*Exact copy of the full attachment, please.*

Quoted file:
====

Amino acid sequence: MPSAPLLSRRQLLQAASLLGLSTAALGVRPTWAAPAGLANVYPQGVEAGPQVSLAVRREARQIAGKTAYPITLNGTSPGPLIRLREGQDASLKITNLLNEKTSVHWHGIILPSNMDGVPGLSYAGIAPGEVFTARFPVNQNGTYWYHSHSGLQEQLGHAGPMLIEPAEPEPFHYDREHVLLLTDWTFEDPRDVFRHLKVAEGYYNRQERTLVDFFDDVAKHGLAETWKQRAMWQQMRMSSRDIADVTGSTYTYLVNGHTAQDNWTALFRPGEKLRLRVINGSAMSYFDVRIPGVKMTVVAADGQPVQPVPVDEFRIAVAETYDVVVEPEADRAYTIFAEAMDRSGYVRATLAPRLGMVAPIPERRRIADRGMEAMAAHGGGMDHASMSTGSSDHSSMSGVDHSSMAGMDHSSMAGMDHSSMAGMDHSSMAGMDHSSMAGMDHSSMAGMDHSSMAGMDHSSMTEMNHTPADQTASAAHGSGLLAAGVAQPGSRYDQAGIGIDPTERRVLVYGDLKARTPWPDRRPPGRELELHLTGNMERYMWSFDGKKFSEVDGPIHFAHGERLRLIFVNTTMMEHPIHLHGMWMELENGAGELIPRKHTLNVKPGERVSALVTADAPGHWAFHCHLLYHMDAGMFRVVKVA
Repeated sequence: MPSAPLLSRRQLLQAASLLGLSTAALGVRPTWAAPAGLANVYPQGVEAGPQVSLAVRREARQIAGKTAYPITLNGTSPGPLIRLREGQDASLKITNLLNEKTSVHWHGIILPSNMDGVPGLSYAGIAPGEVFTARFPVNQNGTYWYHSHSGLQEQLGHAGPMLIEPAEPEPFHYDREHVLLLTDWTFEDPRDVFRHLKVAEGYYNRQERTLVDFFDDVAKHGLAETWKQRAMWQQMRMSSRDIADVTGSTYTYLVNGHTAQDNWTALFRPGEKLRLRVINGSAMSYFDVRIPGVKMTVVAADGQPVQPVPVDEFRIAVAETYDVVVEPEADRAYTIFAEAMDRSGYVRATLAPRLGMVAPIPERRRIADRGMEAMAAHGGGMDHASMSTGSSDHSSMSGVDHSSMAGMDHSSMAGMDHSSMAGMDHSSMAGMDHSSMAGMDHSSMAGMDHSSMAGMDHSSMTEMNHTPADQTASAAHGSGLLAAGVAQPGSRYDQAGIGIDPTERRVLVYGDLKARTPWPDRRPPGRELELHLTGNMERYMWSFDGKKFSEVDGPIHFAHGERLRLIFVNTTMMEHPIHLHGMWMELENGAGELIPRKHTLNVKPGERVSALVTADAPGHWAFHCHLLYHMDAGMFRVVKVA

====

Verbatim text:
Amino acid sequence: MPSAPLLSRRQLLQAASLLGLSTAALGVRPTWAAPAGLANVYPQGVEAGPQVSLAVRREARQIAGKTAYPITLNGTSPGPLIRLREGQDASLKITNLLNEKTSVHWHGIILPSNMDGVPGLSYAGIAPGEVFTARFPVNQNGTYWYHSHSGLQEQLGHAGPMLIEPAEPEPFHYDREHVLLLTDWTFEDPRDVFRHLKVAEGYYNRQERTLVDFFDDVAKHGLAETWKQRAMWQQMRMSSRDIADVTGSTYTYLVNGHTAQDNWTALFRPGEKLRLRVINGSAMSYFDVRIPGVKMTVVAADGQPVQPVPVDEFRIAVAETYDVVVEPEADRAYTIFAEAMDRSGYVRATLAPRLGMVAPIPERRRIADRGMEAMAAHGGGMDHASMSTGSSDHSSMSGVDHSSMAGMDHSSMAGMDHSSMAGMDHSSMAGMDHSSMAGMDHSSMAGMDHSSMAGMDHSSMTEMNHTPADQTASAAHGSGLLAAGVAQPGSRYDQAGIGIDPTERRVLVYGDLKARTPWPDRRPPGRELELHLTGNMERYMWSFDGKKFSEVDGPIHFAHGERLRLIFVNTTMMEHPIHLHGMWMELENGAGELIPRKHTLNVKPGERVSALVTADAPGHWAFHCHLLYHMDAGMFRVVKVA
Repeated sequence: MPSAPLLSRRQLLQAASLLGLSTAALGVRPTWAAPAGLANVYPQGVEAGPQVSLAVRREARQIAGKTAYPITLNGTSPGPLIRLREGQDASLKITNLLNEKTSVHWHGIILPSNMDGVPGLSYAGIAPGEVFTARFPVNQNGTYWYHSHSGLQEQLGHAGPMLIEPAEPEPFHYDREHVLLLTDWTFEDPRDVFRHLKVAEGYYNRQERTLVDFFDDVAKHGLAETWKQRAMWQQMRMSSRDIADVTGSTYTYLVNGHTAQDNWTALFRPGEKLRLRVINGSAMSYFDVRIPGVKMTVVAADGQPVQPVPVDEFRIAVAETYDVVVEPEADRAYTIFAEAMDRSGYVRATLAPRLGMVAPIPERRRIADRGMEAMAAHGGGMDHASMSTGSSDHSSMSGVDHSSMAGMDHSSMAGMDHSSMAGMDHSSMAGMDHSSMAGMDHSSMAGMDHSSMAGMDHSSMTEMNHTPADQTASAAHGSGLLAAGVAQPGSRYDQAGIGIDPTERRVLVYGDLKARTPWPDRRPPGRELELHLTGNMERYMWSFDGKKFSEVDGPIHFAHGERLRLIFVNTTMMEHPIHLHGMWMELENGAGELIPRKHTLNVKPGERVSALVTADAPGHWAFHCHLLYHMDAGMFRVVKVA